is the official publication of the
Oklahoma Department of Vocational and Technical strated different health related careers such as massage therapy,
Education. It is published five times per year (from music therapy, physical therapy and occupational therapy.
September through May) by the Public Information
division. Story ideas are welcomed. Please send
Many of the fields involved fun, physical activities such as
your ideas to the address below, or telephone dancing and light aerobics. Wheeler said the students were
(405) 743-5109. surprised these activities were related to a health career.
She hoped the demonstration showed students there were
other careers — apart from being a doctor, nurse or dentist —
in the health field.
Oklahoma Department of Vocational
and Technical Education Participant Kynsee Hamar said she had so much fun at the
1500 West Seventh Avenue Health Career Fair she suggested next year’s event be longer.
Stillwater, OK 74074-4364
Roy Peters, Jr., State Director She also learned about CPR and found out it would take a
Ron Wilkerson, Public Information Coordinator long time to achieve her dream of becoming a surgeon. Hamar
Ann Wanger, Public Information Specialist
Manny Otiko, Staff Writer said her two favorite displays were surgery and physical therapy.
Tom Fields, Photojournalist All of the students who attended the Health Career Fair
This publication is printed and issued by the Oklahoma Department of
Vocational and Technical Education as authorized by 70 O.S. 1981, Sec.
received a T-shirt and career information on health occupations.
14-104, as amended. 5,300 copies have been prepared and distributed at
a cost of $1083.72. Copies have been deposited with the Publications
Clearinghouse of the Oklahoma Department of Libraries.
The Oklahoma Department of Vocational and Technical Education
does not discriminate on the basis of race, color, religion, national origin,
sex, age, disability, or veteran status. 99-13518
2 NOVEMBER 1998
Tri-County student gets real-life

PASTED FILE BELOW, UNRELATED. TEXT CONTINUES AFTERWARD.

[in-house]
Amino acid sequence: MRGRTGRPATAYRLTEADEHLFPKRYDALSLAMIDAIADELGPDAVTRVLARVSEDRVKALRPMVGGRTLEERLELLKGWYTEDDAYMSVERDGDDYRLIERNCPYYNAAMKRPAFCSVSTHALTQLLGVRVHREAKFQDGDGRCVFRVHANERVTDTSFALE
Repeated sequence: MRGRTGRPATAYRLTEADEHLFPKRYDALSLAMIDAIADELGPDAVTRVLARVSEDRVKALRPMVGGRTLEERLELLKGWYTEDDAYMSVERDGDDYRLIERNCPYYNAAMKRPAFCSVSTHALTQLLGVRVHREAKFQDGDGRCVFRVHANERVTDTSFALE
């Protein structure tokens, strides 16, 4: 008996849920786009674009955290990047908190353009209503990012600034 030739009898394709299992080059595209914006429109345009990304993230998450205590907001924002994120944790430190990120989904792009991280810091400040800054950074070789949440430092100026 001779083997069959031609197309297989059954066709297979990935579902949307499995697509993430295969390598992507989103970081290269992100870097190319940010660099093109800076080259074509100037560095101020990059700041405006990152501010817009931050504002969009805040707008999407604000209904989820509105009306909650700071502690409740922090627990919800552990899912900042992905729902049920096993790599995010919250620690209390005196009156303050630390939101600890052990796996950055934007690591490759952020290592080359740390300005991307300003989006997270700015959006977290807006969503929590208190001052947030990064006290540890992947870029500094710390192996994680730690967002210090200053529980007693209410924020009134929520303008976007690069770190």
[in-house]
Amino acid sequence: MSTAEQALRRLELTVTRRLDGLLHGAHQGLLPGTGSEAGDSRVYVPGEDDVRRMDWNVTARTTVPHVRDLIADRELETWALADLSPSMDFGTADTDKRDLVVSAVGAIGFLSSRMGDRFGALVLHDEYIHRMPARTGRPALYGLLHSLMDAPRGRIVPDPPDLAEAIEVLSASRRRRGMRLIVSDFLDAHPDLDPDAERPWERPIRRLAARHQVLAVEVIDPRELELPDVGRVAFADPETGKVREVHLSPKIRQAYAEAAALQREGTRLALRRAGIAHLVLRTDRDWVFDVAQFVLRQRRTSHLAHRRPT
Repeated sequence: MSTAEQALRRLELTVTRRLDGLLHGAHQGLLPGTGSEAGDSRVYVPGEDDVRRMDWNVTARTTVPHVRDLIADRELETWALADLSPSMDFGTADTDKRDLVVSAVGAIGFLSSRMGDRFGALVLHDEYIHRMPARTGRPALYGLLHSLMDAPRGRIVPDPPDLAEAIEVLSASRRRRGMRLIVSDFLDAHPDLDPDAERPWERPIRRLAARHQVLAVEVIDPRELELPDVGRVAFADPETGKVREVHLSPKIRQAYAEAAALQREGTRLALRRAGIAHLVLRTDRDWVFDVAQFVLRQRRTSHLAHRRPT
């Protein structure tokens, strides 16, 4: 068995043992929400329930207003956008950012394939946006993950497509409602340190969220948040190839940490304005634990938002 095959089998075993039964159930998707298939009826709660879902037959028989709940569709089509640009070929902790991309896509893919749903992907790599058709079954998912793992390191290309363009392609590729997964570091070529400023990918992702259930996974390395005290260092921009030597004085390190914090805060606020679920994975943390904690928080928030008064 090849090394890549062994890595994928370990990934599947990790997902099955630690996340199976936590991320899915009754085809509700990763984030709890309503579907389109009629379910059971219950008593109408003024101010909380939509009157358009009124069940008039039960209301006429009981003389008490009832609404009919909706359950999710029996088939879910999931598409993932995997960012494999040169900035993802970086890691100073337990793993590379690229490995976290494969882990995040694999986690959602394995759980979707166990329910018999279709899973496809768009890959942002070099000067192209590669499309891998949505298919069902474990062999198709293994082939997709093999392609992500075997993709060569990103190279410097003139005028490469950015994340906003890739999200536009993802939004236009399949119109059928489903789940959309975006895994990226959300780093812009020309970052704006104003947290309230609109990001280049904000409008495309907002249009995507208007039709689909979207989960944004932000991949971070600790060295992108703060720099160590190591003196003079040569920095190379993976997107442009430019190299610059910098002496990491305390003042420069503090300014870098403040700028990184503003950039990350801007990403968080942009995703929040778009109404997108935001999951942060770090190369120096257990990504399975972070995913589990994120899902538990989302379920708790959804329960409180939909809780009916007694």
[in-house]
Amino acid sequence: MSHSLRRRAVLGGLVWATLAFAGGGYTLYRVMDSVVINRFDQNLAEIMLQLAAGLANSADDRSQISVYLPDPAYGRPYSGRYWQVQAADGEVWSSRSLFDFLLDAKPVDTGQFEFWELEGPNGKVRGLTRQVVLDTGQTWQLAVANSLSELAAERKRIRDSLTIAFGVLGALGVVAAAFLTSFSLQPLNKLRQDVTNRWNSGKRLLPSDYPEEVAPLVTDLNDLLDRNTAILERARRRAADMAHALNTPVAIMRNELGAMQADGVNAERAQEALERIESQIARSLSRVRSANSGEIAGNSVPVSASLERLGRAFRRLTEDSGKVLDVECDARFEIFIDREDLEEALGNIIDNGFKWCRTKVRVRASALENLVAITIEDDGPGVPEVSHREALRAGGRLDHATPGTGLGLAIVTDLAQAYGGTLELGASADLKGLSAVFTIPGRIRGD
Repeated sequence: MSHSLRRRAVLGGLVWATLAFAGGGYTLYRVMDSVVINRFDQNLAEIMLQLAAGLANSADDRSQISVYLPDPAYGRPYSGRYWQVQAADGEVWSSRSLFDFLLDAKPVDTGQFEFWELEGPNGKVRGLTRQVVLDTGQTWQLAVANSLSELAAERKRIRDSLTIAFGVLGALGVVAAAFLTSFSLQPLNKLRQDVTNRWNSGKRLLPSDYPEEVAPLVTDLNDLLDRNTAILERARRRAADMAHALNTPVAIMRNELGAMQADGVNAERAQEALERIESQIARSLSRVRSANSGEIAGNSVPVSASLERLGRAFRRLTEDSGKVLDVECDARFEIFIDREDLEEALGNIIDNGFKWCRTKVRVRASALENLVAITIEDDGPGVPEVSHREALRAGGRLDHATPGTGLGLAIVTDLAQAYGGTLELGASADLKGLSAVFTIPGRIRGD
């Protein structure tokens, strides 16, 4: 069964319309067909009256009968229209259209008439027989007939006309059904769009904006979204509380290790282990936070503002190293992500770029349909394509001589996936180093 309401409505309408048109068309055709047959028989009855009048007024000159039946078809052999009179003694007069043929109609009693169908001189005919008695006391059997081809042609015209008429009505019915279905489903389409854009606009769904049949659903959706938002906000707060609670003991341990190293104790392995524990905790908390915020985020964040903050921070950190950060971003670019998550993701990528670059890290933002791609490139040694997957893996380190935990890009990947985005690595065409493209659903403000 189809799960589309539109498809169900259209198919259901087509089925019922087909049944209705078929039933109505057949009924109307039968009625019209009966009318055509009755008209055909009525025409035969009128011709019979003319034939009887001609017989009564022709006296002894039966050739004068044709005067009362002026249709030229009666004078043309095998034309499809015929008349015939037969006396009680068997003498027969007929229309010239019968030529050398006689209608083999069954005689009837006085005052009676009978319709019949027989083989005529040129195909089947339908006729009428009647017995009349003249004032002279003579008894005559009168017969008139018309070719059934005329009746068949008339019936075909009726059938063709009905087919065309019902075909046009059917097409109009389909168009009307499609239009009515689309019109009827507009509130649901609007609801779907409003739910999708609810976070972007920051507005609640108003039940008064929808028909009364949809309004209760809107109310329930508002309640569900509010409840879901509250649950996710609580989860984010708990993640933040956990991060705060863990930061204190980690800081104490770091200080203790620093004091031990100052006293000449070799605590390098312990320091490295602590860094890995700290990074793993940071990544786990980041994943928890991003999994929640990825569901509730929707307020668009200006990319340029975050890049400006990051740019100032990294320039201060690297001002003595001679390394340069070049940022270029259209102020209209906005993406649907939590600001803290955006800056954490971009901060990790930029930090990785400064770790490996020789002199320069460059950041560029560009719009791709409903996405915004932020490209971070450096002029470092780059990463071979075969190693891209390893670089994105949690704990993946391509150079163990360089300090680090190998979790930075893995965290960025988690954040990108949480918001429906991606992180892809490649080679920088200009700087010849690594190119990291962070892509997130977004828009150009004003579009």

experience in Computer-Aided Drafting
When Eric Loggins enrolled in Tri-County
Technology Center’s Computer-Aided Drafting
(CAD) program, he never imagined he would be
working on a potential multimillion dollar project.
But that’s exactly what he’s doing for a client of the
school’s Bid Assistance Program — and the project
is proving to be mutually beneficial.
A client of the Bid Assistance Program is bidding
on a large government contract for countermeasure
missile containers. The firm was extended an actual
solicitation opportunity through its profile of daily
bid matches provided as a service of the Bid Assis-
tance Program. However, a few minor issues were Eric Loggins, a Computer-Aided Drafting student at Tri-County Technology
discovered, and that’s when Bid Assistance Coordi- Center, received valuable experience working a multi-million dollar project for
a client of the school’s Bid Assistance Program.
nator Jo Knight called the school’s Computer-Aided
Drafting (CAD) program instructor for advice. Cowart said the project also allows other stu-
“In viewing the bid opportunity and download- dents enrolled in the program to compare the
ing the available documents from the Internet, the quality of their drawings to CAD professionals.
client discovered that additional software and One of the files downloaded, and eventually
capabilities for viewing and reproducing the draw- printed, was a drawing from Wright-Patterson Air
ings would be necessary,” said Knight. “The client Force Base. CAD students found errors in the
simply did not have this advanced technology technical data listings of missing part numbers and
available. With rapid changes in procurement brought them to the attention of the contract
methods, it’s difficult, at best, for small businesses to manager for the Bid Assistance Program’s client.
keep up with the technology required to make a The Bid Assistance Program, which was estab-
competitive bid in the short time allowed by the lished in 1986, has helped area businesses and
government.” industries gain a competitive edge into federal, state
To bridge the technological gap, CAD instructor and local government contracting. In the spring of
Danny Cowart volunteered Loggins to take on the 1997, the program was expanded to serve all of
challenge as a real-world project. northeast Oklahoma, and an additional coordinator,
The client requested that Loggins search the Pat Young, was added.
Internet and download more than 80 files and “The spirit of cooperation between the school’s
drawings. These drawings were then loaded into an CAD program and the Bid Assistance Program will
Auto CAD program where they were plotted. The allow a firm in northeast Oklahoma to competitively